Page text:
The international community is gaining insight into the White House’s idiosyncratic approach to planning, this week.
Donald Trump is preparing to chair a special Security Council meeting at the United Nations General Assembly in New York next week, but the stated purpose of the meeting keeps changing. Is it about Iran (as Donald Trump seems to believe) or not (as the council’s less confrontational members might prefer)?
Sept. 4: Trump’s UN ambassador Nikki Haley announces the US president will hold a special Security Council meeting “to address Iran’s violations of international law and the general instability Iran sows throughout the entire Middle East region.”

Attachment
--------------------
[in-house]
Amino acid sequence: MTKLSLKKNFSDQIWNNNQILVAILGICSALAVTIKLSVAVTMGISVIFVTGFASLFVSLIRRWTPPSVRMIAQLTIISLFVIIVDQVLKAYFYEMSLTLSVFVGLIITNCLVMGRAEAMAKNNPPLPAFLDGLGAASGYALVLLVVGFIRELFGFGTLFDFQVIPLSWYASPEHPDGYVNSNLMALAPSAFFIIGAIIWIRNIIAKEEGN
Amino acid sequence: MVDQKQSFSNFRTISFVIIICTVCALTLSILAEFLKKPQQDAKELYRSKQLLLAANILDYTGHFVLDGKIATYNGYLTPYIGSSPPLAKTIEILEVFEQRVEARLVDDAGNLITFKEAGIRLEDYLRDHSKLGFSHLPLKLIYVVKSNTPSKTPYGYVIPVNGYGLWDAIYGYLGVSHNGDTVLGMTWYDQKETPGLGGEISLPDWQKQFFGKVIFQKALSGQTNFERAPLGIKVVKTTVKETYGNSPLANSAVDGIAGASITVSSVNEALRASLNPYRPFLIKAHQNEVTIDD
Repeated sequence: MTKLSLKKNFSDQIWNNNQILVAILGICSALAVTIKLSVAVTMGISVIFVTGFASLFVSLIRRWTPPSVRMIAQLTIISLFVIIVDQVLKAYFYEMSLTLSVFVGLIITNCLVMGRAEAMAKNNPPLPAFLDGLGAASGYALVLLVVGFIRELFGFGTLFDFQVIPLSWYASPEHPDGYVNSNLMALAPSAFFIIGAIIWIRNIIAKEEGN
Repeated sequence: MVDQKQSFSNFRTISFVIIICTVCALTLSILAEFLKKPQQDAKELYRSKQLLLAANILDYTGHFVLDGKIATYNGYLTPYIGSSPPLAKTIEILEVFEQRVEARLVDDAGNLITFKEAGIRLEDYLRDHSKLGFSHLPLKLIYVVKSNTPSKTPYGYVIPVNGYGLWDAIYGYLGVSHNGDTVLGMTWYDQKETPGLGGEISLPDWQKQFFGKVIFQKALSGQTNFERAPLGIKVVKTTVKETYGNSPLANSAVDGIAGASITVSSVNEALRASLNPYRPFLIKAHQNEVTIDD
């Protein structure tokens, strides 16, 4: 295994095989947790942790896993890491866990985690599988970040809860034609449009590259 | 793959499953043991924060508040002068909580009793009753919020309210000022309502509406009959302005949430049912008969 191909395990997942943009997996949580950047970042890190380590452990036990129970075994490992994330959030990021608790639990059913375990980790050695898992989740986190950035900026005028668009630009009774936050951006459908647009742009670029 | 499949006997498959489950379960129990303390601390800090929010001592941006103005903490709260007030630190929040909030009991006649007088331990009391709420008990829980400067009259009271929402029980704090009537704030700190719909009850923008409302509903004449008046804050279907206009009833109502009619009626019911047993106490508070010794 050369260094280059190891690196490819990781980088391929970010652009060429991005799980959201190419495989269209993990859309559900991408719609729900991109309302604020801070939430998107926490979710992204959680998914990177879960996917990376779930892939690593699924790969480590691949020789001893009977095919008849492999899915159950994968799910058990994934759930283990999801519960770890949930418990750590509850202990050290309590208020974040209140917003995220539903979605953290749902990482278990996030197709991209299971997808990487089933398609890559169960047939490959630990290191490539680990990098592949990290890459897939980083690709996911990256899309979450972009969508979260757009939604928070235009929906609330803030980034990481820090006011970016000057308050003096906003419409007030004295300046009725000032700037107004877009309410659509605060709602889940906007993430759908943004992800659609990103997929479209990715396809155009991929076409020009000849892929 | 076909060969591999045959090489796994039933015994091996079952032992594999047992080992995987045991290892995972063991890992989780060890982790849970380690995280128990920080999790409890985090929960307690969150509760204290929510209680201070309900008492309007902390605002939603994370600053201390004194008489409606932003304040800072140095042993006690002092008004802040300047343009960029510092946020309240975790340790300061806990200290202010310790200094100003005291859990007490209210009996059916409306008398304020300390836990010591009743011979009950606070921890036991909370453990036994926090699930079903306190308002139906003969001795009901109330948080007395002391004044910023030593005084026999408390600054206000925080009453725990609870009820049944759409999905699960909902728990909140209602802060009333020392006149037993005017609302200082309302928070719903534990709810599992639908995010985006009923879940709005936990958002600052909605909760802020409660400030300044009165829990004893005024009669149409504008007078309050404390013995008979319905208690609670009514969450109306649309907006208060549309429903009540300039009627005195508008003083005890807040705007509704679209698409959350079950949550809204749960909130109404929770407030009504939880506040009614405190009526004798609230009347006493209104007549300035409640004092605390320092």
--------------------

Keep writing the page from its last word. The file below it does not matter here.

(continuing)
Sept. 5: Iranian foreign minister Javad Zarif complains that the US plans to “abuse” its Security Council presidency in order to attack Iran.
Following two weeks: US allies Britain and France quietly make clear they would have to defend the Iran nuclear deal if Trump attacks it in New York. According to UN protocol, Iran would also have a right to appear at the meeting and defend itself.
Sept. 20: The White House folds and takes Iran off the agenda, at least formally. Trump’s UN schedule lists the Security Council meeting topic as “Counter-proliferation.” Haley claims they broadened the discussion because Trump “did not want to be limited” to just Iran.